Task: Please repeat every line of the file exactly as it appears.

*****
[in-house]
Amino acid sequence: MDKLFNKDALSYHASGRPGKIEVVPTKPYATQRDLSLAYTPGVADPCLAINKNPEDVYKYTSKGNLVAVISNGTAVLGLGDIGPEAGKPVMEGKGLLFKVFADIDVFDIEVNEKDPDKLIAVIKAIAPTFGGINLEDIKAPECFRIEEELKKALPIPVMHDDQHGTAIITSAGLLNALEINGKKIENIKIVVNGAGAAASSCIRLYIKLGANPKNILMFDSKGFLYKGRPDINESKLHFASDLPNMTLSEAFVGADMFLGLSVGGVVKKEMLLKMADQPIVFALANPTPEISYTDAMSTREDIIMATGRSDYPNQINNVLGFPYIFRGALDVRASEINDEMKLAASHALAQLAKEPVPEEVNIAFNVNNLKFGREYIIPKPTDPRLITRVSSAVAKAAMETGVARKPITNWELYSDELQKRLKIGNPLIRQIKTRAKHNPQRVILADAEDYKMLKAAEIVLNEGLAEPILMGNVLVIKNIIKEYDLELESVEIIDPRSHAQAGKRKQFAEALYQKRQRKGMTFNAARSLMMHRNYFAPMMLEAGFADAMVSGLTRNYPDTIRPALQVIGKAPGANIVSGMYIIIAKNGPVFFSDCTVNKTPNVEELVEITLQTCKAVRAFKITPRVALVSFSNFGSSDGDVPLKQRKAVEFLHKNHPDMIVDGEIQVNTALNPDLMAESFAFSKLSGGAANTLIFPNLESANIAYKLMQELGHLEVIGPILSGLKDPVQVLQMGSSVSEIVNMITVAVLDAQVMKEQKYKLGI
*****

[in-house]
Amino acid sequence: MDKLFNKDALSYHASGRPGKIEVVPTKPYATQRDLSLAYTPGVADPCLAINKNPEDVYKYTSKGNLVAVISNGTAVLGLGDIGPEAGKPVMEGKGLLFKVFADIDVFDIEVNEKDPDKLIAVIKAIAPTFGGINLEDIKAPECFRIEEELKKALPIPVMHDDQHGTAIITSAGLLNALEINGKKIENIKIVVNGAGAAASSCIRLYIKLGANPKNILMFDSKGFLYKGRPDINESKLHFASDLPNMTLSEAFVGADMFLGLSVGGVVKKEMLLKMADQPIVFALANPTPEISYTDAMSTREDIIMATGRSDYPNQINNVLGFPYIFRGALDVRASEINDEMKLAASHALAQLAKEPVPEEVNIAFNVNNLKFGREYIIPKPTDPRLITRVSSAVAKAAMETGVARKPITNWELYSDELQKRLKIGNPLIRQIKTRAKHNPQRVILADAEDYKMLKAAEIVLNEGLAEPILMGNVLVIKNIIKEYDLELESVEIIDPRSHAQAGKRKQFAEALYQKRQRKGMTFNAARSLMMHRNYFAPMMLEAGFADAMVSGLTRNYPDTIRPALQVIGKAPGANIVSGMYIIIAKNGPVFFSDCTVNKTPNVEELVEITLQTCKAVRAFKITPRVALVSFSNFGSSDGDVPLKQRKAVEFLHKNHPDMIVDGEIQVNTALNPDLMAESFAFSKLSGGAANTLIFPNLESANIAYKLMQELGHLEVIGPILSGLKDPVQVLQMGSSVSEIVNMITVAVLDAQVMKEQKYKLGI